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Social Exit

This is a post I wrote a little over a year ago on my old blog, but still resonates with me and its contents are relevant to this blog. It’s not plagiarism if you copy from yourself.

Well, it was a fun ride; I’ve moved on from Lolapps, and as of this posting, a week from starting a new gig at the big G (really, that’s Google, not “grad school” as someone had guessed…). The experience has been enormously educational:

  • working for a startup since its infancy;
  • growing the company in scope and size;
  • building apps on top of a rapidly iterating and emerging platform in the Facebook App ecosystem;

I’d easily recommend any aspiring entrepreneurs, engineers, or web-savvy netizens to try their hands on similar opportunities. That said, after having fought the battles and learned the lessons for the better part of two years, I realized it was time for me to bow out of the system and return to more traditional software products.

Here’s why.

The Facebook app framework started its life as a fairly ambitious platform that allowed a web application[1] to run inside its own pages, as long as the developer customized their netcode (the HTML/CSS/Javascript part) to FB’s standards. The platform only provided a small subset of what’s available on the web in general, but traded functionality for virality; app developers had the means to grow 10x in a day from simply inviting and notifying friends.

Back then, the technical limitations, plus ease of getting users meant simple, stupid apps dominated the Facebook platform. I hope that users were just poking each other and growing pets to pass the time between friend updates and profile confessions, but even this seemingly niche market gave birth to some of the fastest growing companies in history [2].

I guess what happened next could be attributed to…shall we say, the immaturity of the platform. FB decided to try to provide a good user experience, so they began to change the rules – both technically (with new API’s, widgets, and language additions) and policy-wise – in an effort to cut the spam and encourage what they considered “quality” applications.

Now, coding on the web has always been fast and loose (the worse you’ll likely get is a clever 404 screen), but on Facebook it was already faster because it was so easy to get a ton of users and they didn’t seem to care about quality or even stability. Add to these issues the beginnings of ab-testing and optimizations by app developers looking to pull ahead of a huge field of competitors (since now anybody who knows HTML could make their Facebook app in a week), and the aforementioned shift in technology resulting in flakey platform infrastructure.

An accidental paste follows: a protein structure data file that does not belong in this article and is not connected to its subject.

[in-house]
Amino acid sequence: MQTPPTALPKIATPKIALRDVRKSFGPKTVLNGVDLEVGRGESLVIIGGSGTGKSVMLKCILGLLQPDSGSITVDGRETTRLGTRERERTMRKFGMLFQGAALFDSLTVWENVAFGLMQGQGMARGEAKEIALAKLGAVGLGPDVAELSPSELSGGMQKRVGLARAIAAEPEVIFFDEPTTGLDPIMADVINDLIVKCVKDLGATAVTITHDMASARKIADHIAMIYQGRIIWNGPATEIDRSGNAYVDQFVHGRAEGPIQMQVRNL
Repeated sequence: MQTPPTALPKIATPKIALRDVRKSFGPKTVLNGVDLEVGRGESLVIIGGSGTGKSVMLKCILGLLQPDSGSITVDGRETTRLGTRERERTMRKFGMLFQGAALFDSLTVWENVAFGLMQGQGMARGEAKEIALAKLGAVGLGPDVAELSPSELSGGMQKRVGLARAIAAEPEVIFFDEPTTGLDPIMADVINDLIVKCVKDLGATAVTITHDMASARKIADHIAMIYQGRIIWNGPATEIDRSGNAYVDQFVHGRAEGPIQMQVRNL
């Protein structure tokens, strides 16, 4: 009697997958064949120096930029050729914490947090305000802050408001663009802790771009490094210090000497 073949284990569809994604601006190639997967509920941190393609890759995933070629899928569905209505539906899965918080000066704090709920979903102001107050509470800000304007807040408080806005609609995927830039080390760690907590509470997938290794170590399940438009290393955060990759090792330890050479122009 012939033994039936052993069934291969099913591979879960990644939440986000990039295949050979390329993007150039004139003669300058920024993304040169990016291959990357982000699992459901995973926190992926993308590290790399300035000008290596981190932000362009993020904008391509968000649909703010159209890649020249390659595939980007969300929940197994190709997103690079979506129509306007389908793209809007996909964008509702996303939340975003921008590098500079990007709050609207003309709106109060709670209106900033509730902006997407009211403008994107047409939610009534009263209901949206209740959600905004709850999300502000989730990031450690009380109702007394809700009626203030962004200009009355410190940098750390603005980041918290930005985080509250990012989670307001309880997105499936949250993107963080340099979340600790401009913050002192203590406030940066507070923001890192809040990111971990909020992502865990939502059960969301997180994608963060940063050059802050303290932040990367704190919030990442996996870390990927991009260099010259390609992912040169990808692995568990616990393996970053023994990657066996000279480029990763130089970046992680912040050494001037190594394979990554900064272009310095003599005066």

It all compounds to a lot of engineering time spent tweaking font sizes, colors, and Facebook-provided widgets to keep an app up and running, in pace with what others were doing. This was probably the crappiest part of FB development: the sense that you’re not spending your time building value for your product, but rather adjusting a hanging picture frame in the middle of an earthquake.

Turned out, what Facebook really wanted were engaging apps, apps that kept users coming back on their own boost the Facebook brand, and ultimately that turned out to be games. Before the Zynga and Farmville craze, though, the first one to really unearth the social gaming formula was a text-based, player-vs-player RPG-lite called Mob Wars. In retrospect, MW was ultimately a game of progress bars with flavor text, but it used some of the classic rules of game theory to keep its players coming back, hungry for a chance to build their characters or horde more items.

FB apps tried to imitate that for a while, until Zynga struck gold with Texas Hold’em Poker (now renamed to just Zynga Poker), taking advantage of the idea that users of a social network would like to be, well, social. The sudden success of that game prompted Zynga to pillage classic games for themes and mechanics, add a touch of social interactivity, and employ more ideas from game theory to keep players engaged, addicted, and now willing to spend money buying items[3].

And that brings us to the Facebook landscape of today, dominated by a seemingly never-ending wave of Flash-based games. The great social gaming frontier consists of apps which are:

  • Dependent on a shifting, oft-times unreliable platform
  • Quick to make, quick to iterate and change based on usage patterns and statistics
  • Use gaming and social mechanisms to reward or shame players to keep playing, so much so that a large number of people will pay to get slightly ahead
  • Reuse and copy the same proven themes and ideas
  • Grow through aggressive ad campaigns and viral channels[4]

As bad as that list sounds, though, users are still looking to do a lot of Facebook gaming, companies are still riding this wave to ridiculous profits and valuations at record rates, and traditional gaming shops are looking to hop onto the FB bandwagon and cash in on the profits.

I personally am ready to try something else.

Footnotes    (↑ returns to text)

  1. Though it’s debatable whether the early stuff like Superpoke could even be categorized as “web apps”.
  2. Hell, it still happens; see “How fast can you type A-Z” stats.
  3. Previously game developers were still relying on showing banner ads for revenue.
  4. That is, devs know they’re violating FB “good behavior” policy, but are hoping they won’t be caught until they gain enough traction user-wise.
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